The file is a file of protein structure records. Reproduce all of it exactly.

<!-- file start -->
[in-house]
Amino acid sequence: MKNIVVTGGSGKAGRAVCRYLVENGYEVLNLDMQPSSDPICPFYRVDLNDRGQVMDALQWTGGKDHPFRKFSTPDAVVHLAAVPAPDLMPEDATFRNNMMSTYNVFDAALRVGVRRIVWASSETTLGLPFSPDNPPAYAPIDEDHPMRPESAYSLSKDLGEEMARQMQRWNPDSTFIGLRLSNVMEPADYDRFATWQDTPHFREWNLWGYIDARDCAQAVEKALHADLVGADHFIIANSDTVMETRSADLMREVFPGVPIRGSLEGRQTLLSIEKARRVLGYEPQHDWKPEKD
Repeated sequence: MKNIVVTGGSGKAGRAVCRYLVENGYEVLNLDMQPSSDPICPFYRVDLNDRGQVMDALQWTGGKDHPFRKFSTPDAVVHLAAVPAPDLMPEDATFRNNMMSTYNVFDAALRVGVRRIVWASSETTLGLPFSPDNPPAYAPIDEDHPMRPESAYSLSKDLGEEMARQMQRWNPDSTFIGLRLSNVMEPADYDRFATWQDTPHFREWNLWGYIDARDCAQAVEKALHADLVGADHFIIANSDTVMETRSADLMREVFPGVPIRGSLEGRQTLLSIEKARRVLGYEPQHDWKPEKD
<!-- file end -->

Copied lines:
[in-house]
Amino acid sequence: MKNIVVTGGSGKAGRAVCRYLVENGYEVLNLDMQPSSDPICPFYRVDLNDRGQVMDALQWTGGKDHPFRKFSTPDAVVHLAAVPAPDLMPEDATFRNNMMSTYNVFDAALRVGVRRIVWASSETTLGLPFSPDNPPAYAPIDEDHPMRPESAYSLSKDLGEEMARQMQRWNPDSTFIGLRLSNVMEPADYDRFATWQDTPHFREWNLWGYIDARDCAQAVEKALHADLVGADHFIIANSDTVMETRSADLMREVFPGVPIRGSLEGRQTLLSIEKARRVLGYEPQHDWKPEKD
Repeated sequence: MKNIVVTGGSGKAGRAVCRYLVENGYEVLNLDMQPSSDPICPFYRVDLNDRGQVMDALQWTGGKDHPFRKFSTPDAVVHLAAVPAPDLMPEDATFRNNMMSTYNVFDAALRVGVRRIVWASSETTLGLPFSPDNPPAYAPIDEDHPMRPESAYSLSKDLGEEMARQMQRWNPDSTFIGLRLSNVMEPADYDRFATWQDTPHFREWNLWGYIDARDCAQAVEKALHADLVGADHFIIANSDTVMETRSADLMREVFPGVPIRGSLEGRQTLLSIEKARRVLGYEPQHDWKPEKD